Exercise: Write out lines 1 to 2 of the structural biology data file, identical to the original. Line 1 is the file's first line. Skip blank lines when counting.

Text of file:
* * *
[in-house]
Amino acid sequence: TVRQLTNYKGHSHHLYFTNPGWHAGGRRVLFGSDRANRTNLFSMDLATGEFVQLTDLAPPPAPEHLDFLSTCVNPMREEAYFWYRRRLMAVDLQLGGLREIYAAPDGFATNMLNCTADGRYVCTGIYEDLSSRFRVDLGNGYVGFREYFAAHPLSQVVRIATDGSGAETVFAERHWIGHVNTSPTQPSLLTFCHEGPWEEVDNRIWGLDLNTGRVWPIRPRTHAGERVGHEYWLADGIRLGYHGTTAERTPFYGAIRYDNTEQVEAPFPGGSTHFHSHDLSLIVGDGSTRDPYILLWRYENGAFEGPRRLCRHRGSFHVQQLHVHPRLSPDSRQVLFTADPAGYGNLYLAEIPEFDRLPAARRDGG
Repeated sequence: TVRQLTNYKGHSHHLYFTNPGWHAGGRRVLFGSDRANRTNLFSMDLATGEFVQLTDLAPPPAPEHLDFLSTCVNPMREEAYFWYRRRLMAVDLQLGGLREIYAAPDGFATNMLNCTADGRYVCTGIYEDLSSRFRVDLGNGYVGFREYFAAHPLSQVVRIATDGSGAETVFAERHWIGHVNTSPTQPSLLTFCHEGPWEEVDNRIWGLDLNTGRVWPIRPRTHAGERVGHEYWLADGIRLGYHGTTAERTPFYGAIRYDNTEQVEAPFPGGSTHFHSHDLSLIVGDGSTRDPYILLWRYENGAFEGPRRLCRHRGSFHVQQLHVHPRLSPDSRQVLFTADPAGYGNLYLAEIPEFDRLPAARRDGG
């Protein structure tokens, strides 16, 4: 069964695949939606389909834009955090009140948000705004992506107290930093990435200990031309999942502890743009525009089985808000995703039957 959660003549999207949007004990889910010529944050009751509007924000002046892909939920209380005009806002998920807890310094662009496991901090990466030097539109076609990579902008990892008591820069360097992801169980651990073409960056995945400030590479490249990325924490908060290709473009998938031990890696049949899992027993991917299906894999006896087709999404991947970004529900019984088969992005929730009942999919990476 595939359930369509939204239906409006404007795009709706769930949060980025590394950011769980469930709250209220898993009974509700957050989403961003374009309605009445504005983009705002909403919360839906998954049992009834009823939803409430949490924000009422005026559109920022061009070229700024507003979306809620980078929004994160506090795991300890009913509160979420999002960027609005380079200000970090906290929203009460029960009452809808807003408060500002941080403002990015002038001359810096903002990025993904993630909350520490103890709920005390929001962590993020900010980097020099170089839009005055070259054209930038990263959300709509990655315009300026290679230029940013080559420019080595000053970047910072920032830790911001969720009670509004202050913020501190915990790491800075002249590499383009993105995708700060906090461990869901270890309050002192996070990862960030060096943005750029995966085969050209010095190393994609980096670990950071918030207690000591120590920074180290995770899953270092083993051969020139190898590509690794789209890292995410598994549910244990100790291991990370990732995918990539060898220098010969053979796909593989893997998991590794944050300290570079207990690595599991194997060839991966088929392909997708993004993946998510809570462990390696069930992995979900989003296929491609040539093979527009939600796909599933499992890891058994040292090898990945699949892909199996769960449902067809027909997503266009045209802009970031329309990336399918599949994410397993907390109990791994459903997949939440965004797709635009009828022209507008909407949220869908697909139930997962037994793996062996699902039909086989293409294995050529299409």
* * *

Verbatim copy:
[in-house]
Amino acid sequence: TVRQLTNYKGHSHHLYFTNPGWHAGGRRVLFGSDRANRTNLFSMDLATGEFVQLTDLAPPPAPEHLDFLSTCVNPMREEAYFWYRRRLMAVDLQLGGLREIYAAPDGFATNMLNCTADGRYVCTGIYEDLSSRFRVDLGNGYVGFREYFAAHPLSQVVRIATDGSGAETVFAERHWIGHVNTSPTQPSLLTFCHEGPWEEVDNRIWGLDLNTGRVWPIRPRTHAGERVGHEYWLADGIRLGYHGTTAERTPFYGAIRYDNTEQVEAPFPGGSTHFHSHDLSLIVGDGSTRDPYILLWRYENGAFEGPRRLCRHRGSFHVQQLHVHPRLSPDSRQVLFTADPAGYGNLYLAEIPEFDRLPAARRDGG